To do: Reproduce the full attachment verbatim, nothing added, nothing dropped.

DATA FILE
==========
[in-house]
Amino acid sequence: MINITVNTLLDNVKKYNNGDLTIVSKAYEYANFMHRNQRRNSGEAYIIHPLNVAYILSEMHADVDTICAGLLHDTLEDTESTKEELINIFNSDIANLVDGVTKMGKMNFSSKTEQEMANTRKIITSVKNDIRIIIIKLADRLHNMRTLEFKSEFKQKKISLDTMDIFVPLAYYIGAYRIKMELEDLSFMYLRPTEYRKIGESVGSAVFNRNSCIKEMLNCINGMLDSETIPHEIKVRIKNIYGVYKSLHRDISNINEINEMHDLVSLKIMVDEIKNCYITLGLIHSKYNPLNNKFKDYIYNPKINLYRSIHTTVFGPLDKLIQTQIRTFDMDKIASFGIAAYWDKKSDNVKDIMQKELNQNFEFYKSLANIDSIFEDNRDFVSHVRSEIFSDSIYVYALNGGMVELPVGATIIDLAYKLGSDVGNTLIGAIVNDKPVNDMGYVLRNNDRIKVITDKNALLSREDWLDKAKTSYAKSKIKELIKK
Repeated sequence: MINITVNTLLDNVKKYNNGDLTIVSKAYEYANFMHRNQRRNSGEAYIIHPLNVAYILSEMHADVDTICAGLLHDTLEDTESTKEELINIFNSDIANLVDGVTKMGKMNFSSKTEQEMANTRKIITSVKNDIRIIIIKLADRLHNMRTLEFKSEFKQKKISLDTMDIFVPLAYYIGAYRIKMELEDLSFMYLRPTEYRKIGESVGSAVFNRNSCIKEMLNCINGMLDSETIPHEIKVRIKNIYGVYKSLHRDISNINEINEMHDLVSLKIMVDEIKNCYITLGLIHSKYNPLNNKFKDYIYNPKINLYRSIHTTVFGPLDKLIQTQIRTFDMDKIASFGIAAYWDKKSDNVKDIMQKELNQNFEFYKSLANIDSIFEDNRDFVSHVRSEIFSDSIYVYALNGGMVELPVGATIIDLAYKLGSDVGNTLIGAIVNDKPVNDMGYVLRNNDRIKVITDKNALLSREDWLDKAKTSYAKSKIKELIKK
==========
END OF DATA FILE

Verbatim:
[in-house]
Amino acid sequence: MINITVNTLLDNVKKYNNGDLTIVSKAYEYANFMHRNQRRNSGEAYIIHPLNVAYILSEMHADVDTICAGLLHDTLEDTESTKEELINIFNSDIANLVDGVTKMGKMNFSSKTEQEMANTRKIITSVKNDIRIIIIKLADRLHNMRTLEFKSEFKQKKISLDTMDIFVPLAYYIGAYRIKMELEDLSFMYLRPTEYRKIGESVGSAVFNRNSCIKEMLNCINGMLDSETIPHEIKVRIKNIYGVYKSLHRDISNINEINEMHDLVSLKIMVDEIKNCYITLGLIHSKYNPLNNKFKDYIYNPKINLYRSIHTTVFGPLDKLIQTQIRTFDMDKIASFGIAAYWDKKSDNVKDIMQKELNQNFEFYKSLANIDSIFEDNRDFVSHVRSEIFSDSIYVYALNGGMVELPVGATIIDLAYKLGSDVGNTLIGAIVNDKPVNDMGYVLRNNDRIKVITDKNALLSREDWLDKAKTSYAKSKIKELIKK
Repeated sequence: MINITVNTLLDNVKKYNNGDLTIVSKAYEYANFMHRNQRRNSGEAYIIHPLNVAYILSEMHADVDTICAGLLHDTLEDTESTKEELINIFNSDIANLVDGVTKMGKMNFSSKTEQEMANTRKIITSVKNDIRIIIIKLADRLHNMRTLEFKSEFKQKKISLDTMDIFVPLAYYIGAYRIKMELEDLSFMYLRPTEYRKIGESVGSAVFNRNSCIKEMLNCINGMLDSETIPHEIKVRIKNIYGVYKSLHRDISNINEINEMHDLVSLKIMVDEIKNCYITLGLIHSKYNPLNNKFKDYIYNPKINLYRSIHTTVFGPLDKLIQTQIRTFDMDKIASFGIAAYWDKKSDNVKDIMQKELNQNFEFYKSLANIDSIFEDNRDFVSHVRSEIFSDSIYVYALNGGMVELPVGATIIDLAYKLGSDVGNTLIGAIVNDKPVNDMGYVLRNNDRIKVITDKNALLSREDWLDKAKTSYAKSKIKELIKK